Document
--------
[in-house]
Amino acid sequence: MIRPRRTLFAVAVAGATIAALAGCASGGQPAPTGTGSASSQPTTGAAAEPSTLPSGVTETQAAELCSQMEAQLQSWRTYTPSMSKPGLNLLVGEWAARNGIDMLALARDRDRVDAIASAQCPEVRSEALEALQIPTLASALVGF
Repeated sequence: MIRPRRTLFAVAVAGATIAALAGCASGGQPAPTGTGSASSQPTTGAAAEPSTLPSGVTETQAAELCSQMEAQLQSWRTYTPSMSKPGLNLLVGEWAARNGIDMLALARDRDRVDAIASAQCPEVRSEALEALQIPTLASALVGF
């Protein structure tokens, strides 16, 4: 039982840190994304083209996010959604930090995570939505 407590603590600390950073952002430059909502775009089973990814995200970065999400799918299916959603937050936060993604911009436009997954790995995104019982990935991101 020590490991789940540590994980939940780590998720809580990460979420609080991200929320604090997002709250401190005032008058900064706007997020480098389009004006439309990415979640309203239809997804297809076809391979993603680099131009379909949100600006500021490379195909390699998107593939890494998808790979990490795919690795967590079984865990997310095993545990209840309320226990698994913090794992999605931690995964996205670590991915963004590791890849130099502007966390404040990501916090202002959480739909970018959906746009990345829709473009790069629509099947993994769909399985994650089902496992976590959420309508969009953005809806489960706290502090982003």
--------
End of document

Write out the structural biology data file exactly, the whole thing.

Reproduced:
[in-house]
Amino acid sequence: MIRPRRTLFAVAVAGATIAALAGCASGGQPAPTGTGSASSQPTTGAAAEPSTLPSGVTETQAAELCSQMEAQLQSWRTYTPSMSKPGLNLLVGEWAARNGIDMLALARDRDRVDAIASAQCPEVRSEALEALQIPTLASALVGF
Repeated sequence: MIRPRRTLFAVAVAGATIAALAGCASGGQPAPTGTGSASSQPTTGAAAEPSTLPSGVTETQAAELCSQMEAQLQSWRTYTPSMSKPGLNLLVGEWAARNGIDMLALARDRDRVDAIASAQCPEVRSEALEALQIPTLASALVGF
């Protein structure tokens, strides 16, 4: 039982840190994304083209996010959604930090995570939505 407590603590600390950073952002430059909502775009089973990814995200970065999400799918299916959603937050936060993604911009436009997954790995995104019982990935991101 020590490991789940540590994980939940780590998720809580990460979420609080991200929320604090997002709250401190005032008058900064706007997020480098389009004006439309990415979640309203239809997804297809076809391979993603680099131009379909949100600006500021490379195909390699998107593939890494998808790979990490795919690795967590079984865990997310095993545990209840309320226990698994913090794992999605931690995964996205670590991915963004590791890849130099502007966390404040990501916090202002959480739909970018959906746009990345829709473009790069629509099947993994769909399985994650089902496992976590959420309508969009953005809806489960706290502090982003």